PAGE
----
Simon & Schuster deal boosts 'Netflix of digital books' wannabes Scribd and Oyster

Scribd and Oyster's all-you-can-read e-book subscription services add 'Big 5' publisher's backlist titles.

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Fledgling e-book subscription services Oyster and Scribd got a big boost as Simon & Schuster, Inc., one of the "Big 5" publishers, announced today that its backlist e-book titles are now being made available to consumers via the subscription services.

Both companies are vying to become the Netflix for digital books and have all-you-can-read plans for less than $10 a month -- Oyster is $9.95 (£5.90, AU$10.80), while Scribd is $8.99 (£5.30, AU$9.70). Reading apps are available for iOS devices and Scribd offers both an Android app and an app for Amazon's Kindle Fire tablets (there's currently no Oyster app for Android).

Simon & Schuster, like CNET, is a division of the CBS Corporation. It will make its backlist e-book titles available to consumers in all countries where Simon & Schuster holds e-book rights, and where Oyster and Scribd offer their subscription services to consumers (the backlist refers to older, less current titles, and doesn't include recent releases and current bestsellers).

Both subscription services launched last fall and have been steadily adding content, with Oyster saying that it now has over 500,000 titles in its library (Scribd also houses "premium" documents in its subscribers library).

At launch, both companies struck deals with HarperCollins for the majority of its US and Christian backlist catalogs, and other publishers like Houghton Mifflin Harcourt and Workman also came on board. But Simon & Schuster is a big catch, with books from such authors as Stephen King, Ernest Hemingway, F. Scott Fitzgerald, Joseph Heller, Mary Higgins Clark, David McCollough, and Steve Job's biographer Walter Isaacson, under its publishing umbrella (to name a few).

Does this mark a tipping point for e-book subscription services? Both Scribd and Oyster certainly hope so, and with that in my mind I sent an email to the CEO of each company asking the same five questions (I didn't tell them I was asking the same questions). Here are the responses I got, with Oyster CEO Eric Stromberg winning the coin flip and going first. Scribd CEO Trip Adler follows.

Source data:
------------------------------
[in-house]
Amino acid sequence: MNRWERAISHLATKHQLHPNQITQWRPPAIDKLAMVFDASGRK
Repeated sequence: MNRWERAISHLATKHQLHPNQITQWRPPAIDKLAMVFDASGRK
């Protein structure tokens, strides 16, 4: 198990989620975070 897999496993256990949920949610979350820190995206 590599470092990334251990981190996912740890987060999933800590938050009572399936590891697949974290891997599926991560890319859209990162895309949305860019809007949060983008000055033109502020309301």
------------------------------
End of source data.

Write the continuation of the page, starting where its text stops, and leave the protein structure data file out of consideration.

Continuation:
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Eric Stromberg is the CEO and Co-Founder of Oyster. Oyster Books

If Oyster and Scribd end up doing the same backlist deals with the same publishers, how will Oyster differentiate itself? (Scribd seems to cost a dollar less at this point.)

Stromberg (Oyster): Our readers care primarily about two things: that we have the best selection of books, and that the reading experience is well designed.

On the selection front, over 50 of our top 100 most popular titles aren't available on competing services. This is a strong signal to us that our titles are unique and appealing to our subscribers. Today, publishers such as Perseus, Houghton Mifflin Harcourt, Disney, McSweeney's, Melville House, Rodale and more are unique to Oyster. We're focused on continuing to lead the way on the content side.

With respect to the product, our aim is to build the best way in the world to read any book, with an emphasis on beautiful design. From how we present books visually in the browse experience, to the editorial around them, to the unique typographic themes in the reader, everything is well-considered.

You have very similar looking websites, how did that happen?

Stromberg (Oyster): Our website maintains the core of its original design from September 2013 when we launched the first-ever unlimited subscription model for books. Innovative design is something we really pride ourselves on (my co-founder Willem Van Lancker is a former designer at Apple, IDEO and Google) and we've definitely seen our readers note us as leaders on that front (a few examples from press here, here and here).

Are you concerned that Amazon will eventually provide a similar service for Kindle users?